Frederick High School grad hopes to help in Tanzania

Thursday, Sept. 21, 2006


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Tom Fedor⁄The Gazette
Jennifer Andrews (right), greets a friend from church, Alix Work, during a picnic on Saturday. Andrews will leave spend 27 months in Africa with the Peace Corps.





Three days before Jennifer Andrews embarked on her 27-month Peace Corps commitment in Tanzania, anxiety and sadness at saying goodbye to family and friends loomed just below the surface.

‘‘There’s going to be times when I’m going to be homesick and lonely,” she said. ‘‘I’ll get through it.”

Before she departed on Monday, the 2002 Frederick High School graduate was excited to take off and make her mark teaching secondary school math in the eastern African country.

Andrews, a new graduate of Holy Family University in Philadelphia, said she decided to join the Peace Corps after college to gain real world experience and to help others. She also wanted to take time off after graduation before she applied to medical school.

The 22-year-old said she wanted to accomplish many things while in Tanzania — learn the country’s culture and language, help others and learn about herself. Not a picky person, Andrews said she is willing to adjust her lifestyle while in Africa, even if it means computer access once a month and little electricity or running water.

‘‘If I have to learn how to carry water from a well, I want to learn how to carry it on my head,” she said.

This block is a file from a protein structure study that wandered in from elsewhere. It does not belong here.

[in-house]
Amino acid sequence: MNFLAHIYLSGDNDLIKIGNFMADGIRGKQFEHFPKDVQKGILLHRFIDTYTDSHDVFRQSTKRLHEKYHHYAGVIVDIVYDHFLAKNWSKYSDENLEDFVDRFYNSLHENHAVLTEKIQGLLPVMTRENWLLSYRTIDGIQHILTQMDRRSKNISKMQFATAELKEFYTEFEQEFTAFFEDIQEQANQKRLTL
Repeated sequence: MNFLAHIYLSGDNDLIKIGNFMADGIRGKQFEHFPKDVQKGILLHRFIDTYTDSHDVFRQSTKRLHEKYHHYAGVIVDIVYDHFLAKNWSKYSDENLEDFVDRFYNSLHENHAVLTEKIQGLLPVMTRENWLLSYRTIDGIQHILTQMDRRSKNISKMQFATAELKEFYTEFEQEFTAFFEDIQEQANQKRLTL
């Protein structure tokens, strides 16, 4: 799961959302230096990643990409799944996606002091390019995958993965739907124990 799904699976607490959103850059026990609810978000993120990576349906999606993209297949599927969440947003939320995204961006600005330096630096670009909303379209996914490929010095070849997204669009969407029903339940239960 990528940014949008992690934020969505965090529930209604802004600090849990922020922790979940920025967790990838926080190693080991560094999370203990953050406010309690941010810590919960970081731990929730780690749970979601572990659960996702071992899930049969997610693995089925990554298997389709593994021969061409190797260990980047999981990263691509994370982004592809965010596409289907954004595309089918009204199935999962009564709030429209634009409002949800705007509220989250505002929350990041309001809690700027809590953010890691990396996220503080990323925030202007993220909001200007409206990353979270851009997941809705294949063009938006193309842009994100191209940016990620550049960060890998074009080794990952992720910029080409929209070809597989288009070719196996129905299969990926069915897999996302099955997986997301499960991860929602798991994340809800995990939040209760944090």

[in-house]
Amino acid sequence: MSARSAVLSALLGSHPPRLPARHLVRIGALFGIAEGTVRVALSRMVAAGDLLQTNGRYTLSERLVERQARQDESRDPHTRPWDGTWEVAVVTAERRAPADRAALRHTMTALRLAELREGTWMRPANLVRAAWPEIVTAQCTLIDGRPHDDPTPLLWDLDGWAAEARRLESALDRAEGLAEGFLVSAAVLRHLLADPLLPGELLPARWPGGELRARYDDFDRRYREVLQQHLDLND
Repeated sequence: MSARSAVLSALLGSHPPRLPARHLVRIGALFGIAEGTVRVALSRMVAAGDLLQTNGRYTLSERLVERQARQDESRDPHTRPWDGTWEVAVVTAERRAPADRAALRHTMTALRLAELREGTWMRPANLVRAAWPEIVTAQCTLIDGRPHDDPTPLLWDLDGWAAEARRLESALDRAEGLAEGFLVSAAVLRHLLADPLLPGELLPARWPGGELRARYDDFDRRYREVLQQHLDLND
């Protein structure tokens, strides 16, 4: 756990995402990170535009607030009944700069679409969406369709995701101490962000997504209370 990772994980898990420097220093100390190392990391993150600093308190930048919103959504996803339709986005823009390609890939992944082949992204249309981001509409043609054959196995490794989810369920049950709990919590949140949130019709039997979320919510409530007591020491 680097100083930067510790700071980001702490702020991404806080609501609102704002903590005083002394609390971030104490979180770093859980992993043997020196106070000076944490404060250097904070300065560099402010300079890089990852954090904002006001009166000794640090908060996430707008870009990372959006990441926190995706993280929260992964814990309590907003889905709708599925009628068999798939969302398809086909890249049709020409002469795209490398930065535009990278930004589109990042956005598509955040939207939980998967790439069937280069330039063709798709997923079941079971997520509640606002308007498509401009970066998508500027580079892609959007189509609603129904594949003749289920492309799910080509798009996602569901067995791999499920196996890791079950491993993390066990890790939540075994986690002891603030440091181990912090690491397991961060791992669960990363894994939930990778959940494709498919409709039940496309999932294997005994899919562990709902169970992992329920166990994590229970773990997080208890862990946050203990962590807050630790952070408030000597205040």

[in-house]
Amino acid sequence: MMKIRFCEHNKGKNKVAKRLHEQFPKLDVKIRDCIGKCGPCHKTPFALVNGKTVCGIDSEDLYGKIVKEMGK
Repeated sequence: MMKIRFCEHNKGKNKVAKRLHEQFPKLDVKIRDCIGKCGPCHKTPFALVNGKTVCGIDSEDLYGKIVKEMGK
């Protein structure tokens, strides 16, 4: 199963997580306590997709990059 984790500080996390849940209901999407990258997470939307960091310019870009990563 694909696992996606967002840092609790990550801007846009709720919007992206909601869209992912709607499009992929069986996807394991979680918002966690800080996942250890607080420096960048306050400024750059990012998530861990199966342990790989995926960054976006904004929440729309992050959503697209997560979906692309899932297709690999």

Andrews attended an information session on the Peace Corps during her senior year of college and interviewed in March. After an intense medical evaluation she was accepted to the African program last month.

The first leg of her two-year journey is three months of training with other Peace Corps volunteers in Tanzania’s largest city, Dar Es Salaam. During training, Andrews will learn the basics of the country’s language and culture while living with a host family. She will also have an internship in a local school to prepare her for teaching; she will be paid a monthly stipend to take care of living expenses.

Her desire to volunteer in Africa comes from her interest in educating others about HIV⁄AIDS, she said. In addition to her teaching job, Andrews hopes to have a secondary after-school project educating local children about the disease.

Andrews recently volunteered during a two-week mission trip to India with her church where she worked on HIV⁄AIDS prevention and education. The experience in India, she said, was a small taste of what is to come.

Her lack of worry, she said, is a result of her strong Christian faith and trust in God. Strong faith is something Andrews shares with her mother, Debbie Wareham.

Wareham said she wasn’t worried about her daughter being so far away and noted that she was proud of her.

‘‘I think she would be perfect for it and she has the heart for it,” she said. ‘‘She likes to help people.”

Like her daughter, Wareham did her own volunteer work on a mission trip to the West Indies when she was younger. The oldest of four children, Andrews is disciplined, her mother said, and called her Peace Corps journey ‘‘admirable.”

The Peace Corps program in Tanzania started three years ago; more than 1,800 people have volunteered to teach science and math in secondary schools there since its start.